Japanese impose rice requisitioning.
Dutch marine brigades in exile begin training at Camp Lejeune, North Carolina, USA, with the ultimate goal of retaking the Netherlands Indies.
Many notable figures were signed up for PETA, including Soedirman and Suharto. Independence activists saw military training not so much as support for Japan as preparation for possible independence. By mid-1945, there were 120,000 armed fighters in PETA. This group later formed the core of the new Indonesian Armed Forces (TNI, later ABRI) after independence was proclaimed in 1945.
November 3 Hatta gives a speech urging Indonesians to join the Giyugun (PETA).
November 10 Sukarno, Hatta, and Kyai Bagus Hadikusumo are flown to Tokyo to be decorated by the Emperor of Japan.
This was the first time that Sukarno had travelled abroad. Hatta, who had spent years in Europe, was less easily impressed.
Barisan Hizbullah is organized by the Japanese; an armed force of Muslim youths associated with Masyumi.
January Putera is replaced by the Jawa Hokokai/Java Service Association. Sukarno is chairman.
April 19 Allies bomb Sabang in Aceh.
April 22 Allies retake Hollandia (now Jayapura).
May 9 Japanese commanders decide to abandon West Irian.
May 17 Allied air raid on Surabaya.
May 27 US force lands on Biak.
June 4 Japanese begin counterattack on Biak.
August Barisan Pelopor is organized as the youth wing of Jawa Hokokai (after independence, it would become known as Barisan Benteng).
August 11 Allied air raid on Palembang.
August 28-29 Ambon is mostly destroyed by Allied air raids.
September 8 Japanese General Koiso promises that Indonesia (meaning all the territories of the Netherlands Indies) will be independent in the "very near future".
September 8 US forces finally clear the last Japanese forces from Biak.
September 15 Allies land on Morotai.
Japanese authorities begin organizing regional councils (with advisory powers only).
October Australian forces begin bombing Balikpapan.
Japanese organize a Central Advisory Council, similar to the Volksraad, with no legislative powers.
November Harada is replaced as military governor by Yamamoto.
Pakubuwono XII becomes Susuhunan of Surakarta.
A small Netherlands East Indies administration was set up in the eastern areas that Allied forces passed through in 44-45 on their way to the Philippines.
Towards the end of the war, the death toll among Dutch nationals and other Europeans in the Japanese internment camps was as high as 20%.
|February 14 Peta soldiers at Blitar attack the Japanese armory there.|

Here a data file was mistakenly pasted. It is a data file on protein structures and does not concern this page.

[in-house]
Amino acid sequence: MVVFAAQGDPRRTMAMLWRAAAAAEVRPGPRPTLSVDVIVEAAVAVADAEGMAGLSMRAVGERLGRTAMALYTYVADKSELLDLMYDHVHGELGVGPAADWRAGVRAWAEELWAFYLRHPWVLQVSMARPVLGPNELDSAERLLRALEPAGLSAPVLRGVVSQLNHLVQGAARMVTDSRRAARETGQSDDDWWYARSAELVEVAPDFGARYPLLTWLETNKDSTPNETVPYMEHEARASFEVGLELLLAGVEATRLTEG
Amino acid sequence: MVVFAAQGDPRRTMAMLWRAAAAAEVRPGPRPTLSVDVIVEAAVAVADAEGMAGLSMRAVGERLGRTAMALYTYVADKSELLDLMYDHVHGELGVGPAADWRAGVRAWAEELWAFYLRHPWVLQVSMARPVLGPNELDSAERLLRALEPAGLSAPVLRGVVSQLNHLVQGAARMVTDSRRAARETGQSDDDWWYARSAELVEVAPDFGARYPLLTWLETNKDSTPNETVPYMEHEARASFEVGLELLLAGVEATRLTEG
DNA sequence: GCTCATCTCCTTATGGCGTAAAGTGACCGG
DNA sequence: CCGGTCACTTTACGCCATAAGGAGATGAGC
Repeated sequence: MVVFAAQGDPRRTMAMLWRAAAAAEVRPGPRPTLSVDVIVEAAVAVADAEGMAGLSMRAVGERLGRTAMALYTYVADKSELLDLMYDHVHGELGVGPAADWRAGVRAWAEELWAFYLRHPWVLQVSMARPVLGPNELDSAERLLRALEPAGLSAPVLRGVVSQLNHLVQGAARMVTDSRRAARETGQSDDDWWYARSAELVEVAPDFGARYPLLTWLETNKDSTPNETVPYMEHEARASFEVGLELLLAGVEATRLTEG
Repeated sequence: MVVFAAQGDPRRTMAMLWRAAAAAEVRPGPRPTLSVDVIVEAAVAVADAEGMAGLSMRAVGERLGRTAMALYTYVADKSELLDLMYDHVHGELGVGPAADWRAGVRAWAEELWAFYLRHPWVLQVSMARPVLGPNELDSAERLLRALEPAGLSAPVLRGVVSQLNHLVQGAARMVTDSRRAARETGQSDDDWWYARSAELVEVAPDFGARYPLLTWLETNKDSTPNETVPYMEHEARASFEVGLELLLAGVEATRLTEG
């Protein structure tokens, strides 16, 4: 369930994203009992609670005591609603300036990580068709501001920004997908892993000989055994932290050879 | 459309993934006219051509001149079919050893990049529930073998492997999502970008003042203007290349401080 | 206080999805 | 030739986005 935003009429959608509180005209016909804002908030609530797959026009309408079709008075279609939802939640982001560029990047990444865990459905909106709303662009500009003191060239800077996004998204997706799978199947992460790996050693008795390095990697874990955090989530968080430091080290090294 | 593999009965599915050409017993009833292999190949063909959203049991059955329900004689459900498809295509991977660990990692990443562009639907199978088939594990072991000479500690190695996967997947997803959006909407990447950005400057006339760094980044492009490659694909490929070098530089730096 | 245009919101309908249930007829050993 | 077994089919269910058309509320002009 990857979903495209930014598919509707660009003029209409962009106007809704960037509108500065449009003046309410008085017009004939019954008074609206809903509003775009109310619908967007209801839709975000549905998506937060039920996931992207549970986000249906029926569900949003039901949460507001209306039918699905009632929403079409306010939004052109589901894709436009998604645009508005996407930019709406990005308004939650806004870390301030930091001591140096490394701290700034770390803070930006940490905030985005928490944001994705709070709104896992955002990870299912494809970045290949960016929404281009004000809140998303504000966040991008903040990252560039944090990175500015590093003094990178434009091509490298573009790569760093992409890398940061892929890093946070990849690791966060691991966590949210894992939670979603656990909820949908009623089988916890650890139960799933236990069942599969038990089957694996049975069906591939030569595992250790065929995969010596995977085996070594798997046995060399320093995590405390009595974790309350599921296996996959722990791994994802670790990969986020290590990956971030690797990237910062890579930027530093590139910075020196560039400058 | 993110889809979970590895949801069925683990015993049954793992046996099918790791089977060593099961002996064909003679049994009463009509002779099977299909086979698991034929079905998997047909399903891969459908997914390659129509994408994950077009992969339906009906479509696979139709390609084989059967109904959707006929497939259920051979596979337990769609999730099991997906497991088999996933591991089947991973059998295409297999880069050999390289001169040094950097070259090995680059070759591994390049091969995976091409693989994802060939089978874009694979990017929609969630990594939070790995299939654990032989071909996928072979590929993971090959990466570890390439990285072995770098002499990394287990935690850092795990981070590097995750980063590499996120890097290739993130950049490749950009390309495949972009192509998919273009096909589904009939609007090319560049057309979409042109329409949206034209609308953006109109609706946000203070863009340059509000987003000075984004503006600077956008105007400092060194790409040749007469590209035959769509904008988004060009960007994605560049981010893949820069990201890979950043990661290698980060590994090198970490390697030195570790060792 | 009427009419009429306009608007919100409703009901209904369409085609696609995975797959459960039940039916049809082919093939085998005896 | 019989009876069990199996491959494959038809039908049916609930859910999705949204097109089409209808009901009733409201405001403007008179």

|March 1 Badan Penyelidik Usaha Persiapan Kemerdekaan Indonesia (BPUPKI), a committee to prepare for Indonesian Independence, is announced by the Japanese. Members include Sukarno, Hatta, Wahid Hasyim, many others. Chairman is Dr. Radjiman Wediodiningrat.|
Japanese Vice-Admiral Maeda, head of Naval Intelligence in Indonesia, sponsors speaking tour by Sukarno and Hatta to Ujung Pandang.
April 30 Australian and Dutch forces land at Tarakan.
May 2 BPUPKI holds first session (until June 1). Supomo speaks to the committee against personal individualism, and in favor of national integration. Muhammad Yamin proposes that the new nation should include Sarawak, Sabah, Malaya, and Portuguese Timor, as well as all the territories of the Netherlands Indies. Yamin also suggests that the new Indonesia should ignore international law and declare all ocean areas between islands as territorial waters.
May 3 Acehnese guerillas overrun Japanese outpost at Pandrah, killing all Japanese forces with no losses among their own.
Controversy continues among BPUPKI attendees regarding the role of Islam in the new Indonesia.
Yamin's statements to the BPUPKI committee were strongly nationalistic, and made appeals to the history and territorial claims of Majapahit as well as general appeals to unite peoples of a common Malay race and culture.
Maeda sponsors speaking tour by Sukarno and Hatta to Bali and Banjarmasin.
June 1 Sukarno describes "Pancasila" doctrine in speech to the BPUPKI independence committee.
June 10 Australian forces land in Brunei.
Dutch forces land in North Sumatra.
June 22 A special commission under Sukarno to resolve the disputes over the role of Islam in the new Republic settles on compromise language, later known as the Piagam Jakarta or "Jakarta Charter". The compromise language simply states that Muslims are obligated to follow Islamic law.
June 24 Allied forces land on Halmahera.
The Pancasila is the national doctrine of Indonesia, the ideals that society should try to live up to. For more info, see the Notes on Pancasila.
Japanese military meets in Singapore. Plans are made to hand over Indonesia to Indonesian independence leaders.
July 1 Australian forces take Balikpapan.
U.S. bombers hit Watampone, other sites in Kalimantan and Sulawesi.
July 8 Sekolah Islam Tinggi is founded in Batavia (ancestor of the IAIN network of religious universities).
July 10 Second BPUPKI session is held (until July 17) for discussions to draft a constitution for Indonesia. Hatta criticizes Yamin's nationalistic statements, and suggests that West Irian might be left out of the new Indonesia. Sukarno supports Yamin. Haji Agus Salim suggests that people in the British and Portuguese possessions could vote on whether to join Indonesia. A majority of the committee votes that Indonesia should include Malaya, Sarawak, Sabah and Portuguese Timor, as well as all the Netherlands Indies.
July 11 US air raid on Sabang.